Introducing our man in the North: Age Scotland’s Veteran’s Project

This autumn Steve Henderson joined Age Scotland as dedicated Community Development Officer for the charity’s new Veterans’ Project with a peripatetic remit spanning the north of Scotland.  We asked Steve, a veteran himself, about his background and aspirations for the project.


Steve joined the Army (Royal Regiment of Artillery) in 1983, with which he served as both soldier and officer until 2006.  He then moved with his family to Abu Dhabi in United Arab Emirates where he worked on a ten-year military training management implementation programme.  After returning to UK early 2015, he eventually settled back home in Scotland and his career took a new direction with Dementia Friendly Communities (DFC) Helmsdale. IMG_0073 (2).JPG

The Age Scotland Veterans’ Project attracted him because “following a successful military career I saw it as an opportunity to give something back to a community of veterans who have served before me.”   The need he anticipates among older members of the veterans’ community include loneliness and isolation.  “This is an issue in general, but it can be exacerbated by being a veteran,” he says.  “Veterans tend to speak a different language; they have their own ‘craic.’  There are some things they won’t feel comfortable speaking about in a civilian environment, but will talk to other veterans about.

“There can also be a culture of self-reliance that means you don’t go to the doctor unless your arm is falling off. Some veterans will only ask for help when they’ve reached crisis point.”

Sensory impairment is another problem.  “Ear protection for the military didn’t come in until late 1990s,” says Steve.  His own hearing has been affected by proximity to rocket launches.

Perhaps the biggest issue however is that many people who are entitled to additional help and support inadvertently miss out.  “Lots of individuals don’t class themselves as a veteran, particularly those who did national service.  We want to make sure that older veterans can benefit from all the help and support available via Age Scotland and from our Unforgotten Forces partner organisations.

Steve has been delighted with the response so far to the project at recent Age Scotland network meetings and in meetings with individual groups.  “People think it is money well spent: not least the fact that Aged Veterans’ Fund funding comes ultimately from LIBOR banking fines.”  Steve’s next steps are to engage with more groups, both among Age Scotland’s membership and within the veterans’ community.  “One of the things I’m keen to do is introduce these groups to each other, so that more veterans can benefit from all that’s on offer from the charity’s members,” says Steve.  “I will also be available to enable people to access the information and advice they need, and to deliver training where applicable.”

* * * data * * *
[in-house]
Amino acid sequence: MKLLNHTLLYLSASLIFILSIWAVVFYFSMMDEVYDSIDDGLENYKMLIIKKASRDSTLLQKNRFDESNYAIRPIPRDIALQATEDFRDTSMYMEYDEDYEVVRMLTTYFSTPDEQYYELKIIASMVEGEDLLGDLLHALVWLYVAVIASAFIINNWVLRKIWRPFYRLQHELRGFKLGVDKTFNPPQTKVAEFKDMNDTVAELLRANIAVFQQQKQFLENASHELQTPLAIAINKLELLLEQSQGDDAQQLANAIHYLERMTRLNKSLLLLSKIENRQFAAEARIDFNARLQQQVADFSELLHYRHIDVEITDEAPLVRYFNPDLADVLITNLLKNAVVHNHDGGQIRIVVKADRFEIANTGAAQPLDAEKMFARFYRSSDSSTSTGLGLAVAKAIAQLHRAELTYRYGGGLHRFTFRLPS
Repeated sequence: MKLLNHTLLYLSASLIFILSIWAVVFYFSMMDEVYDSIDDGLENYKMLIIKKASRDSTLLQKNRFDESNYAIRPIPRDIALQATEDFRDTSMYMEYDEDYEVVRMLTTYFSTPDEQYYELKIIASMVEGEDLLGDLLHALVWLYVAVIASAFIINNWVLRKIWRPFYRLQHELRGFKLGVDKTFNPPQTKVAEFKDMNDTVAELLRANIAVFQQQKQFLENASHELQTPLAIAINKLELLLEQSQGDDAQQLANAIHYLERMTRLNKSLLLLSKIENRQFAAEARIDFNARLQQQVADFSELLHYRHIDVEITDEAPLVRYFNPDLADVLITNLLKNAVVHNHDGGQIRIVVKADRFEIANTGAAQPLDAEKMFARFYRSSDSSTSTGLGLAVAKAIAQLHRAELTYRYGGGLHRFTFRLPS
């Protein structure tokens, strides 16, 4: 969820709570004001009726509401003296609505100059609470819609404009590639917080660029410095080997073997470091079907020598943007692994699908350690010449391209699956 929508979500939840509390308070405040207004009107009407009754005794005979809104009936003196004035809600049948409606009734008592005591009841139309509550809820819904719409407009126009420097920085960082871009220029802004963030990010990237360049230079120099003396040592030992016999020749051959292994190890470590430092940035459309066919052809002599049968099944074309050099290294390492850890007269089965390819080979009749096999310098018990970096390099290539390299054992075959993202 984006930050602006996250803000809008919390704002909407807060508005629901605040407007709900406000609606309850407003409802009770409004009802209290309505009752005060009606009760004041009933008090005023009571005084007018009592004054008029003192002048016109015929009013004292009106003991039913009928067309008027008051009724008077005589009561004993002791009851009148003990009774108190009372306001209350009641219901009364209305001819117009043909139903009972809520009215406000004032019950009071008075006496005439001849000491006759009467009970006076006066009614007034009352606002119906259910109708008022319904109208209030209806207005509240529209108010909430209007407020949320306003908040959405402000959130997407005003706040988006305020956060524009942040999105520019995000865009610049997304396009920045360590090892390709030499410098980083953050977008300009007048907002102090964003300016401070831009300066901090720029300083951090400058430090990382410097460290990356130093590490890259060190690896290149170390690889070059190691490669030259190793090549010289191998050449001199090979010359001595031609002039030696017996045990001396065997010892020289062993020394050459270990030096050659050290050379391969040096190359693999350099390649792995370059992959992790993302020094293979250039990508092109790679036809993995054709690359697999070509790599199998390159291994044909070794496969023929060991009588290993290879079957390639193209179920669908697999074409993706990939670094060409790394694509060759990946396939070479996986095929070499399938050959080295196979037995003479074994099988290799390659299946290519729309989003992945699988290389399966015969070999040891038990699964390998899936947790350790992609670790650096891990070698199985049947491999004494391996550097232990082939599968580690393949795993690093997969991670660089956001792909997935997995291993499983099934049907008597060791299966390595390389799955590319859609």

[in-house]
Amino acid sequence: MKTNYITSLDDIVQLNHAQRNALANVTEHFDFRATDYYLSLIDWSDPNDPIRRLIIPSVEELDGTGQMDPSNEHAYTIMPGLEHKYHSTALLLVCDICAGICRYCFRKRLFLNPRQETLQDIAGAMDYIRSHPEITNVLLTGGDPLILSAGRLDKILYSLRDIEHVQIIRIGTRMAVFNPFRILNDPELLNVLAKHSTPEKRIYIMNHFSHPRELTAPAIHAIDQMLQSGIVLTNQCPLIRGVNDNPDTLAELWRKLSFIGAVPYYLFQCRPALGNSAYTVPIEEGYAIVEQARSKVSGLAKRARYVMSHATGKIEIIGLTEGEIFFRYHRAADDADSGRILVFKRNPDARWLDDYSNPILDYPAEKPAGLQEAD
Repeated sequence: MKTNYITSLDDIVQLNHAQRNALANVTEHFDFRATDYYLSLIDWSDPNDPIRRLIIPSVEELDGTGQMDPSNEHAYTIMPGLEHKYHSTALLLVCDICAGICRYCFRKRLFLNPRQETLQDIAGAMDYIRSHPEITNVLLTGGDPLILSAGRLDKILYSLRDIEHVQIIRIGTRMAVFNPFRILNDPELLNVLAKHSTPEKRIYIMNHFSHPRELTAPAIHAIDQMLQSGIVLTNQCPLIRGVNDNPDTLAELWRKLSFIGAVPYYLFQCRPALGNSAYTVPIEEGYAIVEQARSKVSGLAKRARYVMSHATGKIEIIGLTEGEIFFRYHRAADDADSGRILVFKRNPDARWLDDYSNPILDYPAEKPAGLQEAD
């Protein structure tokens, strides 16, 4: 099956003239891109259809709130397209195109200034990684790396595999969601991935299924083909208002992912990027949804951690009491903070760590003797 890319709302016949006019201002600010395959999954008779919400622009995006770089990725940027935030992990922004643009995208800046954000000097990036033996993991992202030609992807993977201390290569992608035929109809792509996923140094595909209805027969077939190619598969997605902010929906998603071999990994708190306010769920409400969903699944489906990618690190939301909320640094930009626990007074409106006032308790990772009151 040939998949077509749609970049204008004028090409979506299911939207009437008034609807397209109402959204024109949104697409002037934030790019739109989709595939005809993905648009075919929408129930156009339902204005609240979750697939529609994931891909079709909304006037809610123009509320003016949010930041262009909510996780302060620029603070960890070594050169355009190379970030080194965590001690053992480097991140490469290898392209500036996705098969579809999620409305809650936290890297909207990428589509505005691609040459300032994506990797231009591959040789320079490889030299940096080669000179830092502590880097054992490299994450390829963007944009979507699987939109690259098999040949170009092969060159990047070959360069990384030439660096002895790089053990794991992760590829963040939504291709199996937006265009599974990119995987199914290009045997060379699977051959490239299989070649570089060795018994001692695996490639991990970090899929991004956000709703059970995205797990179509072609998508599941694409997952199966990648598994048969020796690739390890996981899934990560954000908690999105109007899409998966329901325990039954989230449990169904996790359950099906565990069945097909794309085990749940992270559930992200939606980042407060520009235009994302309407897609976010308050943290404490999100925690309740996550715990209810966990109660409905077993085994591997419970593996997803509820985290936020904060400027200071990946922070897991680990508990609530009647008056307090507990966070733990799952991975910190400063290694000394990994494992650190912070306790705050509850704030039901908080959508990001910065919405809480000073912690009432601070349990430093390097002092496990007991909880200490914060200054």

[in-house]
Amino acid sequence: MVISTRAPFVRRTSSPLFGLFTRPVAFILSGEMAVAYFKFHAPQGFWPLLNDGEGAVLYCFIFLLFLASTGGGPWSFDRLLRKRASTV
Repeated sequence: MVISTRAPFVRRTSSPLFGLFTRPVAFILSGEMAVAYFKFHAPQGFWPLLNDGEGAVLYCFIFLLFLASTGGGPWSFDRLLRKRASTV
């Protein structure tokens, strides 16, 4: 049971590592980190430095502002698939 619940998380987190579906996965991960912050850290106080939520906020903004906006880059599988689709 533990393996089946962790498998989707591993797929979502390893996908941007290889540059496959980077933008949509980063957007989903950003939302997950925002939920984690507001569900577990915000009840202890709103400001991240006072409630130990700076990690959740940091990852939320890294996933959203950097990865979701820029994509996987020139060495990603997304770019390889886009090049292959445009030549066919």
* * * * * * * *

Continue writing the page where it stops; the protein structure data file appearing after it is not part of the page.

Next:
632x305_veterans_projectIf you are part of a community group in the North or North East of Scotland and would like to make contact with Steve, you can call him on 07808 024801 or email steve.henderson@agescotland.org.uk.   Visit www.agescotland.org.uk/veterans

Break Away – a new service for veterans

Age Scotland is proud to be partnering with Poppyscotland as part of the Unforgotten Forces consortium. Unforgotten Forces is a partnership between 14 leading organisations which will deliver a range of new services and enhancements for older veterans living in Scotland. We hear from Poppyscotland on an exciting new service for veterans.


As part of the Unforgotten Forces project, Poppyscotland are proud to launch an exciting new service, Break Away, providing much-needed breaks for veterans aged 65 and older. Poppyscotland recognise the value of a break and the boost it can give to a person’s health and wellbeing. The service is aimed at anyone who would benefit from a holiday, whether it’s coping with ill health or bereavement, or for those who just need a change of scene and some new company.

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The Break Away service will run throughout the year and can be enjoyed anywhere in the UK.  Each break will be tailored to meet the individual’s circumstances and break preference, with many packages providing disability-access coaches, hotels and activities. The cost of the break, travel costs and a small pot of additional spending money will be made available.